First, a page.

THIS AVALANCHE ADVISORY EXPIRED ON March 22, 2016 @ 6:39 am
Avalanche Advisory published on March 21, 2016 @ 6:39 am
Issued by -
bottom line

The avalanche danger today is MODERATE on all slopes and elevations. Warm temperatures over the weekend, lack of overnight freezing, and light rain will make human caused avalanches possible. At the highest elevations, where warm temperatures and rain did not affect the snowpack, new and old wind slabs still exist and will need to be avoided.

How to read the advisory


  • Heightened avalanche conditions on specific terrain features. Evaluate snow and terrain carefully; identify features of concern.
Avalanche Problem 1: Loose Wet
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Warm temps and sun over the weekend did a great job of warming the surface snow and the top of the snowpack. Now we are having rain fall on an already warm pack causing for the snow to become even wetter. If you are out traveling in avalanche terrain today, and the snow is wet, and you can easily sink in the sloppy snow...might be best to stay off any slopes over 30 degrees. 

Avalanche Problem 2: Wind Slab
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If you are traveling above 7,000 feet in steep terrain on the north half of the compass today you will still be able to find wind slabs of varying age and thickness. The likelyhood of triggerind one of these old slabs is decreasing, however, it is still possible. 

As we pick up new snow today above 7,000 feet watch for wind transport and loading. The new snow combined with light to moderate winds will cause for new windslabs that will range from 2-10 inches thick and will be touchy to skier/snowmobile triggers.

advisory discussion

With winter coming and going around the advisory area, now is not the time to let your guard down when traveling in the mountains. Weather changes avalanche conditions quickly and we need to remember the basics to stay safe until most all the snow is in the rivers. 

If tonights forecasted snowfall comes, expecting avalanche danger to ramp up through the evening and into tomorrow.

recent observations

Warm temps and sun are causing for a wet snow pack on solar aspects. Cornice failures are becoming more widespread and will continue to fail until we get a hard freeze at elevation.

 

Remember your information can save lives. If you see anything we should know about, let us know by clicking the OBSERVATION tab at the top of the page. Or by calling/emailing George, Dave, or Kent directly 208-634-0419 or forecast@payetteavlalanche.org.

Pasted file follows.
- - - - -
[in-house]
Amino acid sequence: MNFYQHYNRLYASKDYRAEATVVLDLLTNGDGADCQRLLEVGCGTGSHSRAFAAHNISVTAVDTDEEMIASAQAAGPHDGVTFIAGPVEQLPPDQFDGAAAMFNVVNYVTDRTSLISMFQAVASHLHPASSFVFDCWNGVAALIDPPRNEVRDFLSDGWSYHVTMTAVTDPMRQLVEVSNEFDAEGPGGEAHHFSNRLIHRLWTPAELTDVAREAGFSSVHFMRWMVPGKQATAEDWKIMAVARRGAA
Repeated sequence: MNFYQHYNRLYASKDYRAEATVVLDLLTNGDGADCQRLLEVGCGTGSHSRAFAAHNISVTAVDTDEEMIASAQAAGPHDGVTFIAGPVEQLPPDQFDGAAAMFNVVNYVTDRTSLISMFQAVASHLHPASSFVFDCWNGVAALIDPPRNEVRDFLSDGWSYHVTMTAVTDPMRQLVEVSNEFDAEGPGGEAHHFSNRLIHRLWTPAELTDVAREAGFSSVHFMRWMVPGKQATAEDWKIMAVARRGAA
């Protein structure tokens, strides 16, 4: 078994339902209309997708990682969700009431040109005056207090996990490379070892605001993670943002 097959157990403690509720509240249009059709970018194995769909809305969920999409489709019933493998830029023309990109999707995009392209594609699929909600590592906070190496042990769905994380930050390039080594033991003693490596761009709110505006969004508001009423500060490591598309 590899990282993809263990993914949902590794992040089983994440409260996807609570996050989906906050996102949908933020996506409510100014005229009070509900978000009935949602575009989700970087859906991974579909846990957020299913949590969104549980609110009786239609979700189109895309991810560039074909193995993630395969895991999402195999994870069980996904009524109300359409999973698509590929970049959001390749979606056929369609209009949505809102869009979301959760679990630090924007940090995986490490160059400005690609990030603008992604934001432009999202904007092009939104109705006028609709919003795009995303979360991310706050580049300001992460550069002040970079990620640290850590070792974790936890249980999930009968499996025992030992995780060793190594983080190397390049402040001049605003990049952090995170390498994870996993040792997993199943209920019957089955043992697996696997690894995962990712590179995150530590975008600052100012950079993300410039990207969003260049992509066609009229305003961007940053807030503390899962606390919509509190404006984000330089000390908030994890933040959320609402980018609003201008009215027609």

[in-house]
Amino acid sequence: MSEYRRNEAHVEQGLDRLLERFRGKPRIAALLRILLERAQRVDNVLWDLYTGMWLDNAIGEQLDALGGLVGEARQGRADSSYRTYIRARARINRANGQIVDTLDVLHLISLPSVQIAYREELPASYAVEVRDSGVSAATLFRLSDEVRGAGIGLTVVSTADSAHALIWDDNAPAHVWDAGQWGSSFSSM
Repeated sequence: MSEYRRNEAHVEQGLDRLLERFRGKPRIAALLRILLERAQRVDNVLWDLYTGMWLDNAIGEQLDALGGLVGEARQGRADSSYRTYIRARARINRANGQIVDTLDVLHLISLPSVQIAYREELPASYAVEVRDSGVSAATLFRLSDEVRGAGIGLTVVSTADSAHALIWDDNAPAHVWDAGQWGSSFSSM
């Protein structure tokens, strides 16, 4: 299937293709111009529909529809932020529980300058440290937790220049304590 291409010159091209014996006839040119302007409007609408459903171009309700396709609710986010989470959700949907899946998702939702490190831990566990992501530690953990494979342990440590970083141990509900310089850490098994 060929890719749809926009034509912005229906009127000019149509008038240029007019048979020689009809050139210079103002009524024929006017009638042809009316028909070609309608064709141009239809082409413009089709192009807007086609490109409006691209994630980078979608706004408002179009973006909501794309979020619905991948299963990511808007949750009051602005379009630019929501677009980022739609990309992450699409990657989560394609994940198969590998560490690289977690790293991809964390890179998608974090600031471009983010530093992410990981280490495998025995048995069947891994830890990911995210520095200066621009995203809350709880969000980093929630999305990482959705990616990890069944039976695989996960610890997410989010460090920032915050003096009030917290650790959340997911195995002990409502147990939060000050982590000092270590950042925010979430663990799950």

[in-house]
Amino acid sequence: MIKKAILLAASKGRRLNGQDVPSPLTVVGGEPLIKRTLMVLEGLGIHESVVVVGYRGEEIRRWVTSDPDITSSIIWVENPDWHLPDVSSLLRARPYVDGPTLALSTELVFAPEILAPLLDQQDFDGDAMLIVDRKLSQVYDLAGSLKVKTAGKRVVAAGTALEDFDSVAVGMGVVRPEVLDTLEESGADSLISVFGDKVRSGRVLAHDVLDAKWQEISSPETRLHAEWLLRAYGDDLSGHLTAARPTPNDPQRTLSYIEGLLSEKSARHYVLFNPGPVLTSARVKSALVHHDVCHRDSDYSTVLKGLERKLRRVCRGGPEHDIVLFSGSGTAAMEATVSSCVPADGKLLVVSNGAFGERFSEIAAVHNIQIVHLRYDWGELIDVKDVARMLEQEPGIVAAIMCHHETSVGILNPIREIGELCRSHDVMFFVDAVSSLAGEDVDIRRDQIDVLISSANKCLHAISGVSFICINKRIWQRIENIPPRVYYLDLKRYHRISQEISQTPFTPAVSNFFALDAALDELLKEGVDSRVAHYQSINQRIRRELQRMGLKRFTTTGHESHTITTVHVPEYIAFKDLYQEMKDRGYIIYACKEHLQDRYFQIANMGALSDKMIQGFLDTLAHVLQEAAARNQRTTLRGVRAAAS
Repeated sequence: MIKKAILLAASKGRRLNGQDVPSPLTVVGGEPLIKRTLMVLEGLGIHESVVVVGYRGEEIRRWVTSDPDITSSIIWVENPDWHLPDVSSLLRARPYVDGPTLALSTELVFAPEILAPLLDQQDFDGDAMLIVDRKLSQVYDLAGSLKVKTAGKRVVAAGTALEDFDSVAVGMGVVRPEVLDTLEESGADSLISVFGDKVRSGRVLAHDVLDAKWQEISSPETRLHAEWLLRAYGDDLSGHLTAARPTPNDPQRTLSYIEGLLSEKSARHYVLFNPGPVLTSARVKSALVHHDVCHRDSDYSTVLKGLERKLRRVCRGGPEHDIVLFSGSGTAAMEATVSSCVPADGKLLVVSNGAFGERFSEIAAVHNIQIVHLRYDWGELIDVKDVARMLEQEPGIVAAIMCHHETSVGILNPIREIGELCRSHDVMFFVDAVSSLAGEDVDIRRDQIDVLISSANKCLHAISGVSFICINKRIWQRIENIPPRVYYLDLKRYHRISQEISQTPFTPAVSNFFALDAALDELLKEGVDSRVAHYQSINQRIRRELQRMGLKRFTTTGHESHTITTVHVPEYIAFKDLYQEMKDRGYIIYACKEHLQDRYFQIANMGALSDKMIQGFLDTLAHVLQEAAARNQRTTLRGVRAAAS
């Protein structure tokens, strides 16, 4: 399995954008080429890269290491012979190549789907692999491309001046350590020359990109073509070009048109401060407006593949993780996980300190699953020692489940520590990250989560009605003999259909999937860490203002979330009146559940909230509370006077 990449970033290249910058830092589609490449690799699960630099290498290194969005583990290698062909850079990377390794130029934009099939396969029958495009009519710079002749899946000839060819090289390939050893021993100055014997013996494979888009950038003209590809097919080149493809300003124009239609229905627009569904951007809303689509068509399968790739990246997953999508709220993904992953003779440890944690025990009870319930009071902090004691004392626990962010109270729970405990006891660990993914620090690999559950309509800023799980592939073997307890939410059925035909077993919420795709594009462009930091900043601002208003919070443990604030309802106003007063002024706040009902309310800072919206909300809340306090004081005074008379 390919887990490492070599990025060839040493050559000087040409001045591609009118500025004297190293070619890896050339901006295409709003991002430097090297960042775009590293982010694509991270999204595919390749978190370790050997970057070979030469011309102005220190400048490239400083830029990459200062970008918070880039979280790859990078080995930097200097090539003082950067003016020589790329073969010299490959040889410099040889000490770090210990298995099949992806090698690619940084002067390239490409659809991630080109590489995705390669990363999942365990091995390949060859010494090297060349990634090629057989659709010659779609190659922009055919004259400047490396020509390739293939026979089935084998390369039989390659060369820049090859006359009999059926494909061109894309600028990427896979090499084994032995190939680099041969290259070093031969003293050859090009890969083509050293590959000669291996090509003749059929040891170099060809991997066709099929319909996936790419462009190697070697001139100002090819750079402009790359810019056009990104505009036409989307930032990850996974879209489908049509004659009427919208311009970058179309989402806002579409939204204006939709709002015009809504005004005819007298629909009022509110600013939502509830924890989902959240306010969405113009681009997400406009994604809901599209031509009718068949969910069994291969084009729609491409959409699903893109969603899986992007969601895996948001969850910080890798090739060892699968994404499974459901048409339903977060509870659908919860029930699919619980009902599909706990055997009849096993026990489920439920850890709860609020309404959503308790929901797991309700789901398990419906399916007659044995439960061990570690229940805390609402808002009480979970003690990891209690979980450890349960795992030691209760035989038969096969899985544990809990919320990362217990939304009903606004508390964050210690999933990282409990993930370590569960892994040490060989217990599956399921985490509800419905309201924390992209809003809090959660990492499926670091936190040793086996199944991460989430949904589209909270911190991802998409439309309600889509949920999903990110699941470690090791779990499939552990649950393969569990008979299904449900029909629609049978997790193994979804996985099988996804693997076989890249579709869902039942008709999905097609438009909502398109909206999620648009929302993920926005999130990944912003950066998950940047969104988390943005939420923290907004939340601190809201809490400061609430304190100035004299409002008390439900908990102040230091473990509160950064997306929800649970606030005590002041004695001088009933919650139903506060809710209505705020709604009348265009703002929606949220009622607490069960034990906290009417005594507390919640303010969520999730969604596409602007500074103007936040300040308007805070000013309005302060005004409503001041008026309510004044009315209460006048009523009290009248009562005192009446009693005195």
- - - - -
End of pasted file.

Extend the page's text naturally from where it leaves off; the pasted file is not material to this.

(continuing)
If you are getting out and enjoying any spring skiing/riding we would like to know. What did you see, how was the snow? Any information is good information!

weather

No new snow last night at any of the local recording stations and any precip that did fall came as rain below ~8,000 feet. Today winds will increase with approaching cold front. Temps will be in the high 30's to low 40's at 7,500 feet with 1-2 inches of wet snow possible above 6,500 feet. Tonight cold front will bring snow line down to 3,500 feet with 4-8 inches of new snow forecasted overnight for the mountains.

Two-Day Mountain Weather Forecast Produced in partnership with the NOAA-NWS
McCall Airport at 5021 feet.
  Monday Monday Night Tuesday
Weather: Showers likely, mainly after noon. Mostly cloudy, with a high near 45. South wind 6 to 14 mph. Chance of precipitation is 60%. Rain showers before midnight, then rain and snow showers. Some thunder is also possible. Low around 28. South wind 5 to 11 mph. Chance of precipitation is 80%. Little or no snow accumulation expected. Snow showers. High near 37. West wind 5 to 11 mph. Chance of precipitation is 80%. New snow accumulation of less than one inch possible.
Temperatures: High 45 deg. F. Low 28 deg. F. High 37 deg. F.
Wind direction: south south west
Wind speed: 6-14 5-11 5-11
Expected snowfall: 0 in. 0 in. Less than one inch in.
Granite Mountain at 7700 feet.
  Monday Monday Night Tuesday
Weather: Snow showers likely. Cloudy, with a high near 41. Breezy, with a south southwest wind 17 to 23 mph. Chance of precipitation is 70%. Total daytime snow accumulation of around an inch possible. Snow showers. Some thunder is also possible. Low around 21. Breezy, with a south wind 10 to 20 mph becoming west after midnight. Chance of precipitation is 100%. New snow accumulation of 4 to 8 inches possible. Snow showers. High near 32. West northwest wind 11 to 16 mph. Chance of precipitation is 100%. New snow accumulation of 2 to 4 inches possible.
Temperatures: High 41 deg. F. Low 21 deg. F. High 32 deg. F.
Wind direction: south-southwest south becoming west west-northwest
Wind speed: 17-23 10-20 11-16
Expected snowfall: around an inch in. 4-8 in. 2-4 in.
Disclaimer

This avalanche advisory is provided through a partnership between the Payette National Forest and the Payette Avalanche Center. This advisory covers the West Central Mountains between Hard Butte on the north and Council Mountain on the south. This advisory applies only to backcountry areas outside established ski area boundaries. This advisory describes general avalanche conditions and local variations always occur. This advisory expires at midnight on the posted day unless otherwise noted. The information in this advisory is provided by the USDA Forest Service who is solely responsible for its content.